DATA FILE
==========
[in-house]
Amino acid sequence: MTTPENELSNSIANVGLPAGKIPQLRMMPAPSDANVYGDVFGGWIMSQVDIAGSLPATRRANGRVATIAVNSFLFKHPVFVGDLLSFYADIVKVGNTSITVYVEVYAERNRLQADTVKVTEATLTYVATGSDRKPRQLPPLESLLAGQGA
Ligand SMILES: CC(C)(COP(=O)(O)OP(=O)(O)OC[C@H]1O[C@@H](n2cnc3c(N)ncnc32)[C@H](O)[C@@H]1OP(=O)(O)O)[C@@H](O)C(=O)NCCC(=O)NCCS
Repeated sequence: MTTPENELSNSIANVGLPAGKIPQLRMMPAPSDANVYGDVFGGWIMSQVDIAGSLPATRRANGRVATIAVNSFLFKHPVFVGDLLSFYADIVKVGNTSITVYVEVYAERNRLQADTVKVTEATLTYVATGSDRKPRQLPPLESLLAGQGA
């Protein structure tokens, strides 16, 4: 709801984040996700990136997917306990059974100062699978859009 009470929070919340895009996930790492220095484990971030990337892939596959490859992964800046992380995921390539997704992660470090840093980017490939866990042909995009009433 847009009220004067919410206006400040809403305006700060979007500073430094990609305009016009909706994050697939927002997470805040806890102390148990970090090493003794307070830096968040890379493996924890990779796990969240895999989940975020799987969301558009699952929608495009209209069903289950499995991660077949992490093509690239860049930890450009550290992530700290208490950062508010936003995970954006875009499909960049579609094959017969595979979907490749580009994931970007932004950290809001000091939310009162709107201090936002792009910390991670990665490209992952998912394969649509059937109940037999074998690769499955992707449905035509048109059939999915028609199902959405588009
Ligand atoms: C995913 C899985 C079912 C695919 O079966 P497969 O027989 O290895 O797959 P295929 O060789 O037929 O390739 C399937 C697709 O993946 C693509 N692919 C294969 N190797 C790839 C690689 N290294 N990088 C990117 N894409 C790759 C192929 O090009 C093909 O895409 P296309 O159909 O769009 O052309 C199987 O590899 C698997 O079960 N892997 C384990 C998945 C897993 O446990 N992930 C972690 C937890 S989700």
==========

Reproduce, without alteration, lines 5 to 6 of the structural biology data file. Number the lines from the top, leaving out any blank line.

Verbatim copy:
């Protein structure tokens, strides 16, 4: 709801984040996700990136997917306990059974100062699978859009 009470929070919340895009996930790492220095484990971030990337892939596959490859992964800046992380995921390539997704992660470090840093980017490939866990042909995009009433 847009009220004067919410206006400040809403305006700060979007500073430094990609305009016009909706994050697939927002997470805040806890102390148990970090090493003794307070830096968040890379493996924890990779796990969240895999989940975020799987969301558009699952929608495009209209069903289950499995991660077949992490093509690239860049930890450009550290992530700290208490950062508010936003995970954006875009499909960049579609094959017969595979979907490749580009994931970007932004950290809001000091939310009162709107201090936002792009910390991670990665490209992952998912394969649509059937109940037999074998690769499955992707449905035509048109059939999915028609199902959405588009
Ligand atoms: C995913 C899985 C079912 C695919 O079966 P497969 O027989 O290895 O797959 P295929 O060789 O037929 O390739 C399937 C697709 O993946 C693509 N692919 C294969 N190797 C790839 C690689 N290294 N990088 C990117 N894409 C790759 C192929 O090009 C093909 O895409 P296309 O159909 O769009 O052309 C199987 O590899 C698997 O079960 N892997 C384990 C998945 C897993 O446990 N992930 C972690 C937890 S989700």